We’ve been very focused on this growth strategy for the past year or so, and if I am reelected I will be focusing on how to build a transit system that serves our entire community. We’re the largest city in the country that doesn’t have an advanced transit system. And we have to, if we are going to grow and be equitable in our growth,
I think we have to focus on an affordable housing strategy that puts more homes into the pipeline. Right now, Columbus creates 15,000 jobs a year, but we only build 5,000 new units – which means we are just doubling down on our affordable housing crisis, because there is more demand and less supply. We have to find ways to break that pattern. Then we have some opportunities around focusing on people, development, and credentials – and making sure people have the credentials they need to get the jobs that we have in our community. I’ll be rolling out a big initiative in November that is focused on job – workforce development and job creation for young people here in Columbus. It’ll be huge. I’m really excited about it.
Why is it important for people to vote in their local elections?
These are the elections that matter the most: the school boards, the judges, the city councils are the ones with the most direct political impact on your life. They are the ones who run your community. It’s so important we don’t allow other folks to speak for us. We know these municipal local elections are low turnout elections, which means they skew older and more conservative. You get who you vote for. If we allow these older, more conservative folks to be the only ones turning out to vote, then we’re going to get older and more conservative candidates. We really have to treat these elections as, really, the most important elections; their proximity to you is real.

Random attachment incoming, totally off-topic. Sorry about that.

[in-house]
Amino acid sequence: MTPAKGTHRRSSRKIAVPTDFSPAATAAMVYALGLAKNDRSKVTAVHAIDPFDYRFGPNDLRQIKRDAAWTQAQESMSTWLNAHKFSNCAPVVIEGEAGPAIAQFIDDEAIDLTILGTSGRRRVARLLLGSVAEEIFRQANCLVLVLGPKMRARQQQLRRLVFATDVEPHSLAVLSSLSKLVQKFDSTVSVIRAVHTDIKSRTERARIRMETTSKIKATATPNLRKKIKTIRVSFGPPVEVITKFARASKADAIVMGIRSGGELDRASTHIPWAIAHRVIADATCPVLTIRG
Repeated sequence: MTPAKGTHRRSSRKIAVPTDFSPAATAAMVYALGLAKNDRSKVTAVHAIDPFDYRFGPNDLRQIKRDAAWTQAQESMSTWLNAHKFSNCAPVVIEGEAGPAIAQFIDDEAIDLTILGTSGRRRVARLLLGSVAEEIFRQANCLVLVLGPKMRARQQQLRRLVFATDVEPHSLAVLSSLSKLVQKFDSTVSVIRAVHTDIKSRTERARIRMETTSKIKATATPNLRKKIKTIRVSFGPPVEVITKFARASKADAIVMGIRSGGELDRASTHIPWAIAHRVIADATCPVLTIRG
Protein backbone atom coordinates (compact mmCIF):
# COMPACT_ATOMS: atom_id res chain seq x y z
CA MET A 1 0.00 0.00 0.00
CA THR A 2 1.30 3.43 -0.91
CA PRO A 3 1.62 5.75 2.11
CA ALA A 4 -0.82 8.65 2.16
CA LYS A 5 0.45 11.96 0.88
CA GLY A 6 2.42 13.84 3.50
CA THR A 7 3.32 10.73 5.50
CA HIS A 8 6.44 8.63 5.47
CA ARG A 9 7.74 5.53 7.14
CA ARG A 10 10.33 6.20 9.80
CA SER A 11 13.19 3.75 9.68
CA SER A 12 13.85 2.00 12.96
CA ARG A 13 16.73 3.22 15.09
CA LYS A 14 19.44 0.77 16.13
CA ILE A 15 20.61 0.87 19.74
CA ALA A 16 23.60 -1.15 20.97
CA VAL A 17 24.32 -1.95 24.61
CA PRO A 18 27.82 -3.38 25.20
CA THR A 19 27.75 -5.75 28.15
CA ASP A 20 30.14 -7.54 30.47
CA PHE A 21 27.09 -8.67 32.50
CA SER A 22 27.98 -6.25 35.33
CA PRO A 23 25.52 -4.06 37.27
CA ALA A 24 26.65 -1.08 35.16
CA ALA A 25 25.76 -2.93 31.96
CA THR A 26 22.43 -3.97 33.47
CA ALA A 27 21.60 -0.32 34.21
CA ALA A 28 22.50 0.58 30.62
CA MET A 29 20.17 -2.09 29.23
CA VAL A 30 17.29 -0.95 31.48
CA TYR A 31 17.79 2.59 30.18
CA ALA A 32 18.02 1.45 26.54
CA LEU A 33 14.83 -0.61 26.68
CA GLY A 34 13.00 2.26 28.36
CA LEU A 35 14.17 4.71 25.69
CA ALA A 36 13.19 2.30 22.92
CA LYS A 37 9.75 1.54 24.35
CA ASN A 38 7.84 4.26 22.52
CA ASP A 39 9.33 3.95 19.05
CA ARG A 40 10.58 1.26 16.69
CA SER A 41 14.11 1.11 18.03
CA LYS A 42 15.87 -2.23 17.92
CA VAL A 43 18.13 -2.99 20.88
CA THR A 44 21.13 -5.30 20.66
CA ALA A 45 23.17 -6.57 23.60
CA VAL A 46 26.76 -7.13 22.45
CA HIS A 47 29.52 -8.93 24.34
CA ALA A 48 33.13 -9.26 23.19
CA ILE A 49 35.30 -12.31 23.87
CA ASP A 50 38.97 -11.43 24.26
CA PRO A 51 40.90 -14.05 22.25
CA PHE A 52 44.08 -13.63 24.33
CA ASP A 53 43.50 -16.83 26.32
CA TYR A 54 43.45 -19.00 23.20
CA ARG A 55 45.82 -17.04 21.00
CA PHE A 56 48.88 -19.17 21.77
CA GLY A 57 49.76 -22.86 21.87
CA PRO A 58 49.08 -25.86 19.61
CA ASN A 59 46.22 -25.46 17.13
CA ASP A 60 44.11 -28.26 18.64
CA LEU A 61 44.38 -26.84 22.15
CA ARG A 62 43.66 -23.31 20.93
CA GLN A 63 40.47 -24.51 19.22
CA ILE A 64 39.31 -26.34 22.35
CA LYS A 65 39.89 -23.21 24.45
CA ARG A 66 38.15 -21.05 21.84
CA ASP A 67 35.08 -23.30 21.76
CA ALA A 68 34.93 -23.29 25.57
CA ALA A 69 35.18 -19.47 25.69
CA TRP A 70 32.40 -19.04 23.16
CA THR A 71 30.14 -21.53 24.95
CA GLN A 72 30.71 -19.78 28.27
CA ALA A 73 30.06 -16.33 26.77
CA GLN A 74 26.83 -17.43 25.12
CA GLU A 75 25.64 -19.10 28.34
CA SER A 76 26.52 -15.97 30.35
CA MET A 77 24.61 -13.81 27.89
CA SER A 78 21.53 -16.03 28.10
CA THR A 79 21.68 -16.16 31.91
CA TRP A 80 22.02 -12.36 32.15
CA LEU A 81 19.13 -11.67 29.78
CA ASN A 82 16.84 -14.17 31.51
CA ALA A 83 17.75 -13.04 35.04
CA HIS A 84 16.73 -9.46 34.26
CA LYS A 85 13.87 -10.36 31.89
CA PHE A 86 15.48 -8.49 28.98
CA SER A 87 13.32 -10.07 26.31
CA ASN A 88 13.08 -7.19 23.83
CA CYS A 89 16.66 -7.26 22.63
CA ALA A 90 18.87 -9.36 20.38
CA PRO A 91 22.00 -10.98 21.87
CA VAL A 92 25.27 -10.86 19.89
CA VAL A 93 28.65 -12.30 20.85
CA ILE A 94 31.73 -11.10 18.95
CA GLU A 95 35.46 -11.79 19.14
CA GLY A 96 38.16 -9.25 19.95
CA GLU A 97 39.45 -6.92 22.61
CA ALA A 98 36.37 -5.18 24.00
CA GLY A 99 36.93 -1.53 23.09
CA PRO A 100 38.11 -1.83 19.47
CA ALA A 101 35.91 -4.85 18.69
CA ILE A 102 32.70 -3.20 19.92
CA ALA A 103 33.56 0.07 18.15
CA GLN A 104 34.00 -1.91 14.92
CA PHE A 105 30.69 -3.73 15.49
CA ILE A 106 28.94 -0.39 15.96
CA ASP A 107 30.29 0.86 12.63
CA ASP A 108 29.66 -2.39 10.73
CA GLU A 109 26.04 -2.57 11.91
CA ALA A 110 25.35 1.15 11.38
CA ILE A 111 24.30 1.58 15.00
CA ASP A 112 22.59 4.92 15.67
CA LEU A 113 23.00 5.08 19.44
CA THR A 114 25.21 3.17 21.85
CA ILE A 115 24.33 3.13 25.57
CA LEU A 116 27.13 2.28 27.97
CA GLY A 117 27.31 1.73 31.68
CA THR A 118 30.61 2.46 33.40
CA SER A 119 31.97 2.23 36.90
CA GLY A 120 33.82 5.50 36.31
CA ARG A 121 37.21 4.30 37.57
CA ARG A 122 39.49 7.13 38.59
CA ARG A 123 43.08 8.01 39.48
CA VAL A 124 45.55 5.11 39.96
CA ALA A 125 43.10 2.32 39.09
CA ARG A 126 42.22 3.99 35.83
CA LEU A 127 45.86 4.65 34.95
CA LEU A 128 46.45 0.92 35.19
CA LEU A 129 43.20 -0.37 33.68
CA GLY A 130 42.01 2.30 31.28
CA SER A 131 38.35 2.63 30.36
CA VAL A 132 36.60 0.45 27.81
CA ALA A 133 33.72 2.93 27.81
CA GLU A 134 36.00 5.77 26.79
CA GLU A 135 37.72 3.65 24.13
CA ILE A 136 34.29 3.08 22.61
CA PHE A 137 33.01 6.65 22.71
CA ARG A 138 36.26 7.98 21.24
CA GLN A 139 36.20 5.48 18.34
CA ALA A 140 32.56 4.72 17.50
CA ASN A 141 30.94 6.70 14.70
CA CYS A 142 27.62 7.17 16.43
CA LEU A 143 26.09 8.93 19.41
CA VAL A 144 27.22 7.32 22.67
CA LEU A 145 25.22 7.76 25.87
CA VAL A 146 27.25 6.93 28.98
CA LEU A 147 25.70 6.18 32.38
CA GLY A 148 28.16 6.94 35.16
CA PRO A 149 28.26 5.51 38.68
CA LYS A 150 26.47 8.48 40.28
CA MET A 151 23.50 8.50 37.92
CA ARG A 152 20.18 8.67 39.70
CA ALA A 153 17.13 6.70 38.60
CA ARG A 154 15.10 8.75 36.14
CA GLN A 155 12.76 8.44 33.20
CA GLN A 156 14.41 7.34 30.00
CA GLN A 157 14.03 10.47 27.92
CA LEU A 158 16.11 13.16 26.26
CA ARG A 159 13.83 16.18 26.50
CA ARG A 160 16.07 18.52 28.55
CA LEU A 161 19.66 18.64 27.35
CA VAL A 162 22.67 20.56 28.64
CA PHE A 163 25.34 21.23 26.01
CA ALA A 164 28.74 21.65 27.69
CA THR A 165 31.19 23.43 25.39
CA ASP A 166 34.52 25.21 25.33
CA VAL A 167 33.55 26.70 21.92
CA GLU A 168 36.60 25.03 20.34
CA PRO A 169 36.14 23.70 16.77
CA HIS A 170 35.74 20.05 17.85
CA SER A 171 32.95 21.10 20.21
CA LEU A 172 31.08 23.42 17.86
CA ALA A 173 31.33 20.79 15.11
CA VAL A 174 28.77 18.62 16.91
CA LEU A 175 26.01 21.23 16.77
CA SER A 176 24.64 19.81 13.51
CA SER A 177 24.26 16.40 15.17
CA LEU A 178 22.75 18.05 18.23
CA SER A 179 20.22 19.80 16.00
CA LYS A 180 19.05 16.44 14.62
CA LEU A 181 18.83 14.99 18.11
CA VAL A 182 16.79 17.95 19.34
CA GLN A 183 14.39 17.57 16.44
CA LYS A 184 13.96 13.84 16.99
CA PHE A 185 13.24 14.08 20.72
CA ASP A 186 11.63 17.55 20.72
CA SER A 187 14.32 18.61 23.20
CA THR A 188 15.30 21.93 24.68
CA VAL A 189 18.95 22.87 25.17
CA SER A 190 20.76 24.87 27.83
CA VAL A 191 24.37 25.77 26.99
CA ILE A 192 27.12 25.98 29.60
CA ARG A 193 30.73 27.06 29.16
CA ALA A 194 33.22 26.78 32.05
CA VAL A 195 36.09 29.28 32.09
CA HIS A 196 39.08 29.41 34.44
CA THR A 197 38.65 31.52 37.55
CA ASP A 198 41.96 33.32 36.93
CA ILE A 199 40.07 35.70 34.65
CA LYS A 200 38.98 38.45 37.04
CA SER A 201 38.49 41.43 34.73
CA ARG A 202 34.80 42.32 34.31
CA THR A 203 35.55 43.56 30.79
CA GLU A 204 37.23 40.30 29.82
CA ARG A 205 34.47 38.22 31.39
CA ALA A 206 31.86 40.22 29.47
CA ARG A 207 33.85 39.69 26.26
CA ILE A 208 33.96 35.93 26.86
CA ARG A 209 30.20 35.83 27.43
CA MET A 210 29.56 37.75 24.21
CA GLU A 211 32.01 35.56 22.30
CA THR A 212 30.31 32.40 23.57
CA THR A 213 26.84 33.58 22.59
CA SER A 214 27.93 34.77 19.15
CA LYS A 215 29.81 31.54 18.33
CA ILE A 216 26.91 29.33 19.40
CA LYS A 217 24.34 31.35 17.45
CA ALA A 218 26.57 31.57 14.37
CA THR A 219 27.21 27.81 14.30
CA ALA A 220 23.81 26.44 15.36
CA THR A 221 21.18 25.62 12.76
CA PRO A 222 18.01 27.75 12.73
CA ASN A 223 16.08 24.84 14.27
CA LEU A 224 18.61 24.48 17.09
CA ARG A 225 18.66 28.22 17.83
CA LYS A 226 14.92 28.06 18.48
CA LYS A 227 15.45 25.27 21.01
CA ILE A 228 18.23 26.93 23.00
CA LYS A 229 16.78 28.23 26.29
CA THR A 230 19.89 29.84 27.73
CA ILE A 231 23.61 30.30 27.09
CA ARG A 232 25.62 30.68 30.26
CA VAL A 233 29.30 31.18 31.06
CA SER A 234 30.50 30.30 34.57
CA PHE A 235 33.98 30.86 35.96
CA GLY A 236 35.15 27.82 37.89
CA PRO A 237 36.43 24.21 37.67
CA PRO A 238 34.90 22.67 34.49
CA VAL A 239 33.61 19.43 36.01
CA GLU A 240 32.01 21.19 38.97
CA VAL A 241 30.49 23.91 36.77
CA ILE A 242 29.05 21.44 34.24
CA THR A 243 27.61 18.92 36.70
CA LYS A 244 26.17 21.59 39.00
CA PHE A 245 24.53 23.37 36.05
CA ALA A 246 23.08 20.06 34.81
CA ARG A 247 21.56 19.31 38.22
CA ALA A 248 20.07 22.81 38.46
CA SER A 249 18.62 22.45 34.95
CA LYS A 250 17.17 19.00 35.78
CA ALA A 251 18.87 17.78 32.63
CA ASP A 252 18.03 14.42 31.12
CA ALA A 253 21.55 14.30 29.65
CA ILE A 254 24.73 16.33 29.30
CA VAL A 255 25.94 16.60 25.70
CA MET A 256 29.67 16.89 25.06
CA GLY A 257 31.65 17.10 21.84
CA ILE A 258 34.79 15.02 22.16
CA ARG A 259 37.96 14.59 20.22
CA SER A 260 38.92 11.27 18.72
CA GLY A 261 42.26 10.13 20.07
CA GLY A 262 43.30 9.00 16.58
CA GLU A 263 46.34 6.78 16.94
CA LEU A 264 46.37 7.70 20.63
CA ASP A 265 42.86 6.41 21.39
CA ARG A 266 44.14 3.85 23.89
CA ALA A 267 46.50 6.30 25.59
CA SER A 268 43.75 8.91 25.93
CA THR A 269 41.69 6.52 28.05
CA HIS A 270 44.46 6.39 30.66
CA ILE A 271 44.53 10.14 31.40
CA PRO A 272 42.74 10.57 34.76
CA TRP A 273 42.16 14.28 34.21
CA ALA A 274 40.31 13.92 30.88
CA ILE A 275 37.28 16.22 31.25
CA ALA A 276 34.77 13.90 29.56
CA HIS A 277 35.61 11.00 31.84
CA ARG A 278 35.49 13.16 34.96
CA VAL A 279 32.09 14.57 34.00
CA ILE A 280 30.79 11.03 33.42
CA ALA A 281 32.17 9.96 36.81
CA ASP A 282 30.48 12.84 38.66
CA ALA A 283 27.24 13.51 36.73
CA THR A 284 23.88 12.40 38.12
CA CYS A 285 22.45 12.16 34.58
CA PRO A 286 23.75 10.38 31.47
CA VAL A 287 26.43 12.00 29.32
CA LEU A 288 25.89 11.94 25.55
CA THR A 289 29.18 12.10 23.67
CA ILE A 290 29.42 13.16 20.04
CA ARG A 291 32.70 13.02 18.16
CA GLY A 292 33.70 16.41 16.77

As the first out gay man to serve as City Council President in Columbus, you have a special place in state LGBTQ+ history. What did it mean to you to break this barrier when first elected to this role, and what has the experience been like throughout your time in office?
I say the title and history marker doesn’t mean much if you don’t do anything with. For me, it’s about how do I make sure me being here in this time is really making a mark on our community, for all of our community, but especially for folks like me; people of color, folks who are LGBTQ+. How do I use this time and visual of this openly gay council president with a husband and a son to inspire the next generation of LGBTQ+ and especially Black queer youth that they can do it too?
That’s always my hope with being open with my sexuality. It’s only a slice of who I am, but it’s an important slice, and I show it. I lead with different intersections when I think it can be helpful. You vote for people because they have different lived experiences. And I bring a different lived experience than my straight and cisgender colleagues, and so I’m always thinking through that lens as an openly gay person. And also trying to bring in and make sure there are more voices at the table. I’m a cisgender gay man, so how do we bring the voices of trans folks to the table, and really make sure every voice is being heard? 🔥